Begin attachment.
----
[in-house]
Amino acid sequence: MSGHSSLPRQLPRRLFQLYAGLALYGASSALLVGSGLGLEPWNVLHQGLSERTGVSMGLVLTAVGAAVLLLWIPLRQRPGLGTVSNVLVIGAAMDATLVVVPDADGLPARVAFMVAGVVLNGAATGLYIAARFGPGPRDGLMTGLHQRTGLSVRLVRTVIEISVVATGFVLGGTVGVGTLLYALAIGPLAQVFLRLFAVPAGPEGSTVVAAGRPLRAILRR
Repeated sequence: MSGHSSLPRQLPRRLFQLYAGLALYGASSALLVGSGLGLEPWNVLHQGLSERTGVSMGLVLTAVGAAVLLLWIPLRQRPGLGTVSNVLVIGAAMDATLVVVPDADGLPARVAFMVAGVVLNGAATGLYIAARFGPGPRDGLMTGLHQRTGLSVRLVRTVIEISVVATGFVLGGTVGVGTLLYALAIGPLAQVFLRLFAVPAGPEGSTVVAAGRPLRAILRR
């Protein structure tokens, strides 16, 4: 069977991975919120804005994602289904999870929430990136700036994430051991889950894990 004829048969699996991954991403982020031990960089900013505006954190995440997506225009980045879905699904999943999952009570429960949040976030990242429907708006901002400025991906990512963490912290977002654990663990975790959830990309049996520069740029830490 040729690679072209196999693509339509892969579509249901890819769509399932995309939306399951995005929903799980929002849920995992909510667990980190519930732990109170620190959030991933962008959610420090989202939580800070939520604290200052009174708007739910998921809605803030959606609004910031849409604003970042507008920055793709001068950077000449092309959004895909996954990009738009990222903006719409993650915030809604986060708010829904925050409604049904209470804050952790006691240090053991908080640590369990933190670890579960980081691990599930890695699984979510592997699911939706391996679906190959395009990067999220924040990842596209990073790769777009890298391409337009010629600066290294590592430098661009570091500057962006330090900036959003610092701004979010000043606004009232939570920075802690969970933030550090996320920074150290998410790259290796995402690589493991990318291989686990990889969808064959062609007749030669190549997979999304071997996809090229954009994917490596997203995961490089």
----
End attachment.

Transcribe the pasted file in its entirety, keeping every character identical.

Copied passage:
[in-house]
Amino acid sequence: MSGHSSLPRQLPRRLFQLYAGLALYGASSALLVGSGLGLEPWNVLHQGLSERTGVSMGLVLTAVGAAVLLLWIPLRQRPGLGTVSNVLVIGAAMDATLVVVPDADGLPARVAFMVAGVVLNGAATGLYIAARFGPGPRDGLMTGLHQRTGLSVRLVRTVIEISVVATGFVLGGTVGVGTLLYALAIGPLAQVFLRLFAVPAGPEGSTVVAAGRPLRAILRR
Repeated sequence: MSGHSSLPRQLPRRLFQLYAGLALYGASSALLVGSGLGLEPWNVLHQGLSERTGVSMGLVLTAVGAAVLLLWIPLRQRPGLGTVSNVLVIGAAMDATLVVVPDADGLPARVAFMVAGVVLNGAATGLYIAARFGPGPRDGLMTGLHQRTGLSVRLVRTVIEISVVATGFVLGGTVGVGTLLYALAIGPLAQVFLRLFAVPAGPEGSTVVAAGRPLRAILRR
């Protein structure tokens, strides 16, 4: 069977991975919120804005994602289904999870929430990136700036994430051991889950894990 004829048969699996991954991403982020031990960089900013505006954190995440997506225009980045879905699904999943999952009570429960949040976030990242429907708006901002400025991906990512963490912290977002654990663990975790959830990309049996520069740029830490 040729690679072209196999693509339509892969579509249901890819769509399932995309939306399951995005929903799980929002849920995992909510667990980190519930732990109170620190959030991933962008959610420090989202939580800070939520604290200052009174708007739910998921809605803030959606609004910031849409604003970042507008920055793709001068950077000449092309959004895909996954990009738009990222903006719409993650915030809604986060708010829904925050409604049904209470804050952790006691240090053991908080640590369990933190670890579960980081691990599930890695699984979510592997699911939706391996679906190959395009990067999220924040990842596209990073790769777009890298391409337009010629600066290294590592430098661009570091500057962006330090900036959003610092701004979010000043606004009232939570920075802690969970933030550090996320920074150290998410790259290796995402690589493991990318291989686990990889969808064959062609007749030669190549997979999304071997996809090229954009994917490596997203995961490089």